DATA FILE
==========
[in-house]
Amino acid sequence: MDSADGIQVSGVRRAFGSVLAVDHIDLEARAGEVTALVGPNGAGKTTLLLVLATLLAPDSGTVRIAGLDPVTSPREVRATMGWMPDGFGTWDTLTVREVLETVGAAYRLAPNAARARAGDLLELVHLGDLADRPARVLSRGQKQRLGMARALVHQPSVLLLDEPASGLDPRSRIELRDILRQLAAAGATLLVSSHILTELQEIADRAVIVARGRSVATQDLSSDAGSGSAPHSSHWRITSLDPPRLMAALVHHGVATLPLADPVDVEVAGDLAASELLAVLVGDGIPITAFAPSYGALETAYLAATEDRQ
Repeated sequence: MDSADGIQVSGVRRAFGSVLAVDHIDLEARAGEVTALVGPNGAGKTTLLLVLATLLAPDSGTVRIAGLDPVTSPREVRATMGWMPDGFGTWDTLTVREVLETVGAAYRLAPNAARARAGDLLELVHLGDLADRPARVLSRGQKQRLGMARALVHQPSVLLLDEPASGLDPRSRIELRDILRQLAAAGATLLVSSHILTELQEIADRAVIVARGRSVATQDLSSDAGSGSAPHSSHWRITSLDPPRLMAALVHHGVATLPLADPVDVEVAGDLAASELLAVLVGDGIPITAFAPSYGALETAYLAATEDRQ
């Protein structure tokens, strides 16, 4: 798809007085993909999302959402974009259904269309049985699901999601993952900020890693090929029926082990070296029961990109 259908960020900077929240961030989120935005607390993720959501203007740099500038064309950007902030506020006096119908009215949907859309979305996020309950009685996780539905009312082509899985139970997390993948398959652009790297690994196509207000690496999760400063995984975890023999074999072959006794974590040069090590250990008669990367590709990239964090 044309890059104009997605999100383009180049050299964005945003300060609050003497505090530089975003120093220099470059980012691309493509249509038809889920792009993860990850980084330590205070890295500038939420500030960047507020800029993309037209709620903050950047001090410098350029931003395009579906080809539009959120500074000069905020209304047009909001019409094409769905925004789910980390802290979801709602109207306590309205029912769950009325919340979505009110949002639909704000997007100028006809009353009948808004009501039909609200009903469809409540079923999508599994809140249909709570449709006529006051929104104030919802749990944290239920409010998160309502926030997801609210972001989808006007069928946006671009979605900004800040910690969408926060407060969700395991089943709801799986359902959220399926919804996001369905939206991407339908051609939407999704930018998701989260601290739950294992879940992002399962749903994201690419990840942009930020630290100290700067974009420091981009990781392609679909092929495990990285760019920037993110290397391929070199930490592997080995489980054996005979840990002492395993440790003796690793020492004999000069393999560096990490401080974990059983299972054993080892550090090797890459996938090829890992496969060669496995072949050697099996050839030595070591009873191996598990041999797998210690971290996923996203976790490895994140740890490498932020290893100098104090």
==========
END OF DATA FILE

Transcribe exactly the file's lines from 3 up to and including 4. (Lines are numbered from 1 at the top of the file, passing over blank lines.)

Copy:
Repeated sequence: MDSADGIQVSGVRRAFGSVLAVDHIDLEARAGEVTALVGPNGAGKTTLLLVLATLLAPDSGTVRIAGLDPVTSPREVRATMGWMPDGFGTWDTLTVREVLETVGAAYRLAPNAARARAGDLLELVHLGDLADRPARVLSRGQKQRLGMARALVHQPSVLLLDEPASGLDPRSRIELRDILRQLAAAGATLLVSSHILTELQEIADRAVIVARGRSVATQDLSSDAGSGSAPHSSHWRITSLDPPRLMAALVHHGVATLPLADPVDVEVAGDLAASELLAVLVGDGIPITAFAPSYGALETAYLAATEDRQ
């Protein structure tokens, strides 16, 4: 798809007085993909999302959402974009259904269309049985699901999601993952900020890693090929029926082990070296029961990109 259908960020900077929240961030989120935005607390993720959501203007740099500038064309950007902030506020006096119908009215949907859309979305996020309950009685996780539905009312082509899985139970997390993948398959652009790297690994196509207000690496999760400063995984975890023999074999072959006794974590040069090590250990008669990367590709990239964090 044309890059104009997605999100383009180049050299964005945003300060609050003497505090530089975003120093220099470059980012691309493509249509038809889920792009993860990850980084330590205070890295500038939420500030960047507020800029993309037209709620903050950047001090410098350029931003395009579906080809539009959120500074000069905020209304047009909001019409094409769905925004789910980390802290979801709602109207306590309205029912769950009325919340979505009110949002639909704000997007100028006809009353009948808004009501039909609200009903469809409540079923999508599994809140249909709570449709006529006051929104104030919802749990944290239920409010998160309502926030997801609210972001989808006007069928946006671009979605900004800040910690969408926060407060969700395991089943709801799986359902959220399926919804996001369905939206991407339908051609939407999704930018998701989260601290739950294992879940992002399962749903994201690419990840942009930020630290100290700067974009420091981009990781392609679909092929495990990285760019920037993110290397391929070199930490592997080995489980054996005979840990002492395993440790003796690793020492004999000069393999560096990490401080974990059983299972054993080892550090090797890459996938090829890992496969060669496995072949050697099996050839030595070591009873191996598990041999797998210690971290996923996203976790490895994140740890490498932020290893100098104090």